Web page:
Reach Out of the Darkness, by Scott Nye
Even without learning that Jia Zhangke’s latest feature, A Touch of Sin, found its narrative roots in real-world acts of explosive violence, a fact of which I was entirely unaware until after I saw the film, it leaves a distinctly uncomfortable impression of reality, as though these horrific acts are only the natural outcome of an oppressed people, rather than an abnormality. In each of the four stories he traces, violence anticipates violence, as people in vulnerable positions in society are pushed to the brink until they just can’t take it anymore. Zhangke merges genre thrills with uncomfortable brutality, making us question the artistic legitimacy of depicting either one, and emerging with a potently scarring piece of rebel art.
His first story is perhaps the most straightforward, and sets the template for those to come – Dahai (Jiang Wu), a mineworker, fed up with the complete lack of response he gets in trying to air his grievances with various authority figures, even peers, grabs a shotgun and starts removing those in power one by one. The tension of these encounters is undercut by Wu’s great charisma, as well as his unflinching disinterest in his own fate, leaving us to deal only with its ramifications. It’s a clear case of a man taking justice into his own hands, but his attitude towards it, at once selfless and megalomaniacal, is one of someone not on a mission to accomplish a greater good, but just leave his mark on the world. The systems in place that keep people like him oppressed are not likely to be overthrown by the removal of even several ranking members, and perhaps he knows that – he just wants to let them know that he was there, and assure himself that he had some meaning.
Or perhaps it was just a burst of righteous fury? Zhangke isn’t terribly interested in psychoanalyzing his subjects, directing them towards emotion built only in their present circumstances, when there is any emotion at all. His second subject is driven much more by personal necessity, yet his violent act is much more random. The third is quite literally pushed into a place where she will overtaken if she does not strike back, but the toll her actions take on her soul are ghastly, and Zhangke sits in the aftermath of her decision for much longer than any of the others. But then, unlike the others, her strike was not premeditated, but the result of several coincidences and misunderstandings that stretch back to a simple snafu with transportation security.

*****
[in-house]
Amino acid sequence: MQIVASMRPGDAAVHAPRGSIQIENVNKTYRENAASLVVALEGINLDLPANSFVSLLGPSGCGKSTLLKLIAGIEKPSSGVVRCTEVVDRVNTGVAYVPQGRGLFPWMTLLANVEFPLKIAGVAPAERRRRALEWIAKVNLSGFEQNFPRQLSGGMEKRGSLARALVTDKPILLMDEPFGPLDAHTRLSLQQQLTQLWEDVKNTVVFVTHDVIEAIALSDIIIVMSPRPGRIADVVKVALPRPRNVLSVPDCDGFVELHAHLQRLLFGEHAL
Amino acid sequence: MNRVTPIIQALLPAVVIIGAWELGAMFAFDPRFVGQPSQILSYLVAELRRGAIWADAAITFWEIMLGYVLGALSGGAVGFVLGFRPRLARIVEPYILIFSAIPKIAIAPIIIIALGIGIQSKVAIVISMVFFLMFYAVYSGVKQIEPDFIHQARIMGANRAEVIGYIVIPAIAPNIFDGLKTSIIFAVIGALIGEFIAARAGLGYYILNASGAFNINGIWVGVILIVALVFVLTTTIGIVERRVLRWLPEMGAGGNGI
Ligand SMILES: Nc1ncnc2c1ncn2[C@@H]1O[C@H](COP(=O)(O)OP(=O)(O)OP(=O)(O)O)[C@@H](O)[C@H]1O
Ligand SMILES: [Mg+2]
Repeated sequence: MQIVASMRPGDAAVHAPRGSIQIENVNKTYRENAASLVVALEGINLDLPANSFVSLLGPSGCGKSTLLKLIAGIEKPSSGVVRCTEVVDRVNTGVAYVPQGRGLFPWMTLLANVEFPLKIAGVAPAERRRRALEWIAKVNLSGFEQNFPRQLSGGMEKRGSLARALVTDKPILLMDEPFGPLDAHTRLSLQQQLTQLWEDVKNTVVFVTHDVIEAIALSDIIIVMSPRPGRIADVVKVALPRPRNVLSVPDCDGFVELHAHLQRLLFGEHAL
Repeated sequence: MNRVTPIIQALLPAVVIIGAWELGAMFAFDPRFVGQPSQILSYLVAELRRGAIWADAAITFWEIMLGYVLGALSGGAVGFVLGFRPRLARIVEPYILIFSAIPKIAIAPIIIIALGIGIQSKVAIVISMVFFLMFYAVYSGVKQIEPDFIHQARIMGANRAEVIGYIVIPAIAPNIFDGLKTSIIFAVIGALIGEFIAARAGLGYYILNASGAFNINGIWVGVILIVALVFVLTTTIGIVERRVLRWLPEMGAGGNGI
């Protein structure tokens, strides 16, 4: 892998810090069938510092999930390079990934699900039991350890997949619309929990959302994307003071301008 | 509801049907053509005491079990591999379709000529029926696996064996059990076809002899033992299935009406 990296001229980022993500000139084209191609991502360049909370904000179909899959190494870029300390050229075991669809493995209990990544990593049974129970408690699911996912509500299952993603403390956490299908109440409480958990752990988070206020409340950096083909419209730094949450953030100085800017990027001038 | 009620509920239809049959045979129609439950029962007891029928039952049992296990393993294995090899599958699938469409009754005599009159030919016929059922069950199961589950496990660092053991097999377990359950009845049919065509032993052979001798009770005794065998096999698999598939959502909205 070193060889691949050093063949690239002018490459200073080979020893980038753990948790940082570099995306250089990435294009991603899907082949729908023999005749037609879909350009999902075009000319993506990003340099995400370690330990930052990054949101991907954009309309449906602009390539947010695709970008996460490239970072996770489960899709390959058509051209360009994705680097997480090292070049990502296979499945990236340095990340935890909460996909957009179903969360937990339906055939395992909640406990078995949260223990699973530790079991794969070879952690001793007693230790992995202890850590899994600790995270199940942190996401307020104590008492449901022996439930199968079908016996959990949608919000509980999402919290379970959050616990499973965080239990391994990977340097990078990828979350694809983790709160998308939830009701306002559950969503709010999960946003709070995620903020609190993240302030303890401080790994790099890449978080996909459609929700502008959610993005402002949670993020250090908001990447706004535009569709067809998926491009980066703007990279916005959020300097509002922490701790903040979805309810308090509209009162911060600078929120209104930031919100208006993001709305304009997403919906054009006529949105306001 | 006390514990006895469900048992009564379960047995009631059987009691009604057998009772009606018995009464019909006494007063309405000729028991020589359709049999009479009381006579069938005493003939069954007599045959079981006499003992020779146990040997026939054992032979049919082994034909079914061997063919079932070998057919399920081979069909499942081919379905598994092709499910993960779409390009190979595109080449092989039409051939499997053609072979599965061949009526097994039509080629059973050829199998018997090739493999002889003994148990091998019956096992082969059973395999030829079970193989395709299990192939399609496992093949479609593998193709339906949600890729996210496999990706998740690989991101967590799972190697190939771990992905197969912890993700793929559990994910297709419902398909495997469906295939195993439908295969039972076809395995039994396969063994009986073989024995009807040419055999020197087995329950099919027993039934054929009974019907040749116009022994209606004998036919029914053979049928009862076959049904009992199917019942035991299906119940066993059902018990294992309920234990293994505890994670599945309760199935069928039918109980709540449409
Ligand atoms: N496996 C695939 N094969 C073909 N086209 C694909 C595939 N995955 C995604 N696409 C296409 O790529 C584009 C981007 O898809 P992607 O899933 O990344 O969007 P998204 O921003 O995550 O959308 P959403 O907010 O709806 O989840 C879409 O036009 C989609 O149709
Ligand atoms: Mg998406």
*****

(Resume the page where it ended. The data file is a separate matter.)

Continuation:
The film’s fourth story, well…best to not dive too far into that. It begins with a moment of accidental violence, and spirals from there. Where the rest of the stories contain some amount of pulpy thrills, Zhangke comes back, in the end, to what we’ve really been watching all along – a senseless tragedy. Each story has enough loose connections that one can place them into a whole interconnected context if they so choose, but Zhangke doesn’t force the issue in the manner of a Crash or Babel, preferring instead to highlight the thematic and dramatic ways each feeds into the other. The portrait it paints of modern China, and much of the modern world by extension, is not a pretty one, but where nihilism is often an easy resort for the cynical, Zhangke’s is considered, thoughtful, and inconclusive. He doesn’t outright damn the world, but seems to see very little hope for it.